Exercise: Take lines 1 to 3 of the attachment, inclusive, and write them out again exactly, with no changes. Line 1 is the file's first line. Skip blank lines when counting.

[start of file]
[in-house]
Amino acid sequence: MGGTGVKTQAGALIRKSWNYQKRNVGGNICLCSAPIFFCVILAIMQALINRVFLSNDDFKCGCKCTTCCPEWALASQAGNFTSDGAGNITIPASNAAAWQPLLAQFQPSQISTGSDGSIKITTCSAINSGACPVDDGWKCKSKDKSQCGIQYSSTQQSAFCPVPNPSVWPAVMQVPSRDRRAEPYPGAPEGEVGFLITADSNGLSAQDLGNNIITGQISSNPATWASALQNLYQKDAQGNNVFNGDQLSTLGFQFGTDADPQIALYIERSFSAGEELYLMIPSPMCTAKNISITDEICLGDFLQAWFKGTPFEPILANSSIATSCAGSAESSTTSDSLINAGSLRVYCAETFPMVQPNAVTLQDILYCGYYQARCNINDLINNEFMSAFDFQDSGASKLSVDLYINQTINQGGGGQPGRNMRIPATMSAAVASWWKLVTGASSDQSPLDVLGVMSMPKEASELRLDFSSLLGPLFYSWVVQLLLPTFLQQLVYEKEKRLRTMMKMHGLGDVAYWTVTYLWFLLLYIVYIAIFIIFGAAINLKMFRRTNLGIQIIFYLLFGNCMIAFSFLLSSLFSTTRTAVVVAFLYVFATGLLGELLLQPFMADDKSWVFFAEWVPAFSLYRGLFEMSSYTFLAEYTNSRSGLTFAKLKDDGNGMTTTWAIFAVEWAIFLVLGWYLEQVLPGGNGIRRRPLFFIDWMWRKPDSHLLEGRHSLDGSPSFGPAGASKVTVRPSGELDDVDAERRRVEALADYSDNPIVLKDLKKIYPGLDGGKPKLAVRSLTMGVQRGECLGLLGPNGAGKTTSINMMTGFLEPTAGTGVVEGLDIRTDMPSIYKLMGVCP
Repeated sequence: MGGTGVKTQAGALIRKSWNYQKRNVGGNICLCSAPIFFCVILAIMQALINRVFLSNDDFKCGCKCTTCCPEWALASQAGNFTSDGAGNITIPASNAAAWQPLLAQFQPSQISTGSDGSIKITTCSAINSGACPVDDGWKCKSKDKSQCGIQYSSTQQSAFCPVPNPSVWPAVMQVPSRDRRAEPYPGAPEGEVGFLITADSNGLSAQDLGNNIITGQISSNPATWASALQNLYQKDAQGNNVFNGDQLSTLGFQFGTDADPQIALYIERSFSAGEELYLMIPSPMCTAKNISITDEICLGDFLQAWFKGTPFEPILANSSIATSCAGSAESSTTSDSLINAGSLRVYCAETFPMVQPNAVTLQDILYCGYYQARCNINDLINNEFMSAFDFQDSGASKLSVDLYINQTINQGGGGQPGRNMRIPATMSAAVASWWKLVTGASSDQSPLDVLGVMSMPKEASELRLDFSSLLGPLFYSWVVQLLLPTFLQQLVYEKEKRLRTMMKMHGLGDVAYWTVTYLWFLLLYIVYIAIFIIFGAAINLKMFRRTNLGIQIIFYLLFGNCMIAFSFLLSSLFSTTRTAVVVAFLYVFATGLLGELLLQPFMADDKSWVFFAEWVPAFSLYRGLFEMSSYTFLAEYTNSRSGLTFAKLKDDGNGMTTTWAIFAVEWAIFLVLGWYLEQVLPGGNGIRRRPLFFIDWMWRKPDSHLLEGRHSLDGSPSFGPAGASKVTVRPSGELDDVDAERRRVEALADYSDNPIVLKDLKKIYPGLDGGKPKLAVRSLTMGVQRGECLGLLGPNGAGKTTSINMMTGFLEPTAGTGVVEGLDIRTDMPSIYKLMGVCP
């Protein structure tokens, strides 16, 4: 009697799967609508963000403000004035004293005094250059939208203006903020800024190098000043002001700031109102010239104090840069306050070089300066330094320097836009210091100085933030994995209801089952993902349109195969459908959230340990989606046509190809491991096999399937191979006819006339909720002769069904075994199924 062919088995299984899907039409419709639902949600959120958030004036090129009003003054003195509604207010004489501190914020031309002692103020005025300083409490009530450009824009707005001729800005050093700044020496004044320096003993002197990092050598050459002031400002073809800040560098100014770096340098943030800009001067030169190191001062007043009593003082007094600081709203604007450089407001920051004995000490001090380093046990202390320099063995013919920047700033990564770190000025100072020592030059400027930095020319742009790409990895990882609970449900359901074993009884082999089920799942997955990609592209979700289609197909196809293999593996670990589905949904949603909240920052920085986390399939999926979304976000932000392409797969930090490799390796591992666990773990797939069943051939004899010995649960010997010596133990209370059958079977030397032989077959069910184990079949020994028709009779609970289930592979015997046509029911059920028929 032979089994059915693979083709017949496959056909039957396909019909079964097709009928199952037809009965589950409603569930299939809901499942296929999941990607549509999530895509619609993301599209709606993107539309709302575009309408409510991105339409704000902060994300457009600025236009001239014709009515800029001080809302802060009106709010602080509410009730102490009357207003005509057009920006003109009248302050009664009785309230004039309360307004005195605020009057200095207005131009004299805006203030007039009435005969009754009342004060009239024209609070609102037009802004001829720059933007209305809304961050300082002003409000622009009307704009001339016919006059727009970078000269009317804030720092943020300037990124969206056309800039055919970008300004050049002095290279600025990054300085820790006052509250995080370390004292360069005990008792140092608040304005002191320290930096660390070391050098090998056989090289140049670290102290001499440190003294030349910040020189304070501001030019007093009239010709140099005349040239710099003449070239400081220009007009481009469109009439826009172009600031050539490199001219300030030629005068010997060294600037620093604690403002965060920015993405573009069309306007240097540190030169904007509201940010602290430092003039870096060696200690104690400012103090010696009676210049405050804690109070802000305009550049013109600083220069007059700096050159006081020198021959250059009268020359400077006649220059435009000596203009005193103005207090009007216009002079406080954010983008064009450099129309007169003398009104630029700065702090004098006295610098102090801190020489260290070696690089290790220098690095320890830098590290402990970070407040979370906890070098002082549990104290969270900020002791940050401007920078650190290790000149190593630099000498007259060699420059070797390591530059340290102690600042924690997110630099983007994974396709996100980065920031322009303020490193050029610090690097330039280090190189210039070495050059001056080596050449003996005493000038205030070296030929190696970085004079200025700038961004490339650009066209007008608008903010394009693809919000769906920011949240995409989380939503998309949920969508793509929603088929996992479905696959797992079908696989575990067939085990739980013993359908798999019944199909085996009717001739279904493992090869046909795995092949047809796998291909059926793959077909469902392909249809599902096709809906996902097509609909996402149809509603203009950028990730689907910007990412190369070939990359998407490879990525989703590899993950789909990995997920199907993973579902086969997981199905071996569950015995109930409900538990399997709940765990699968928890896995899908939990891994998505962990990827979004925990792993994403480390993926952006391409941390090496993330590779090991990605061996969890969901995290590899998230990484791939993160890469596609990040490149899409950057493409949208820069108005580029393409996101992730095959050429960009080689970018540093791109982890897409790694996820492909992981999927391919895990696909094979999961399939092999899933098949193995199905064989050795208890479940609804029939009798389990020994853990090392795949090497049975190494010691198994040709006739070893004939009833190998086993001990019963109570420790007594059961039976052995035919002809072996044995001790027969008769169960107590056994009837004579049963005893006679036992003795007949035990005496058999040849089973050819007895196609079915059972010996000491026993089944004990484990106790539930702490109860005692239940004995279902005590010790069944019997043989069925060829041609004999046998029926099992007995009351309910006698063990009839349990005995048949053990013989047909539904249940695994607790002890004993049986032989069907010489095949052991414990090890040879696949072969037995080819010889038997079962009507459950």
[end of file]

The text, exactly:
[in-house]
Amino acid sequence: MGGTGVKTQAGALIRKSWNYQKRNVGGNICLCSAPIFFCVILAIMQALINRVFLSNDDFKCGCKCTTCCPEWALASQAGNFTSDGAGNITIPASNAAAWQPLLAQFQPSQISTGSDGSIKITTCSAINSGACPVDDGWKCKSKDKSQCGIQYSSTQQSAFCPVPNPSVWPAVMQVPSRDRRAEPYPGAPEGEVGFLITADSNGLSAQDLGNNIITGQISSNPATWASALQNLYQKDAQGNNVFNGDQLSTLGFQFGTDADPQIALYIERSFSAGEELYLMIPSPMCTAKNISITDEICLGDFLQAWFKGTPFEPILANSSIATSCAGSAESSTTSDSLINAGSLRVYCAETFPMVQPNAVTLQDILYCGYYQARCNINDLINNEFMSAFDFQDSGASKLSVDLYINQTINQGGGGQPGRNMRIPATMSAAVASWWKLVTGASSDQSPLDVLGVMSMPKEASELRLDFSSLLGPLFYSWVVQLLLPTFLQQLVYEKEKRLRTMMKMHGLGDVAYWTVTYLWFLLLYIVYIAIFIIFGAAINLKMFRRTNLGIQIIFYLLFGNCMIAFSFLLSSLFSTTRTAVVVAFLYVFATGLLGELLLQPFMADDKSWVFFAEWVPAFSLYRGLFEMSSYTFLAEYTNSRSGLTFAKLKDDGNGMTTTWAIFAVEWAIFLVLGWYLEQVLPGGNGIRRRPLFFIDWMWRKPDSHLLEGRHSLDGSPSFGPAGASKVTVRPSGELDDVDAERRRVEALADYSDNPIVLKDLKKIYPGLDGGKPKLAVRSLTMGVQRGECLGLLGPNGAGKTTSINMMTGFLEPTAGTGVVEGLDIRTDMPSIYKLMGVCP
Repeated sequence: MGGTGVKTQAGALIRKSWNYQKRNVGGNICLCSAPIFFCVILAIMQALINRVFLSNDDFKCGCKCTTCCPEWALASQAGNFTSDGAGNITIPASNAAAWQPLLAQFQPSQISTGSDGSIKITTCSAINSGACPVDDGWKCKSKDKSQCGIQYSSTQQSAFCPVPNPSVWPAVMQVPSRDRRAEPYPGAPEGEVGFLITADSNGLSAQDLGNNIITGQISSNPATWASALQNLYQKDAQGNNVFNGDQLSTLGFQFGTDADPQIALYIERSFSAGEELYLMIPSPMCTAKNISITDEICLGDFLQAWFKGTPFEPILANSSIATSCAGSAESSTTSDSLINAGSLRVYCAETFPMVQPNAVTLQDILYCGYYQARCNINDLINNEFMSAFDFQDSGASKLSVDLYINQTINQGGGGQPGRNMRIPATMSAAVASWWKLVTGASSDQSPLDVLGVMSMPKEASELRLDFSSLLGPLFYSWVVQLLLPTFLQQLVYEKEKRLRTMMKMHGLGDVAYWTVTYLWFLLLYIVYIAIFIIFGAAINLKMFRRTNLGIQIIFYLLFGNCMIAFSFLLSSLFSTTRTAVVVAFLYVFATGLLGELLLQPFMADDKSWVFFAEWVPAFSLYRGLFEMSSYTFLAEYTNSRSGLTFAKLKDDGNGMTTTWAIFAVEWAIFLVLGWYLEQVLPGGNGIRRRPLFFIDWMWRKPDSHLLEGRHSLDGSPSFGPAGASKVTVRPSGELDDVDAERRRVEALADYSDNPIVLKDLKKIYPGLDGGKPKLAVRSLTMGVQRGECLGLLGPNGAGKTTSINMMTGFLEPTAGTGVVEGLDIRTDMPSIYKLMGVCP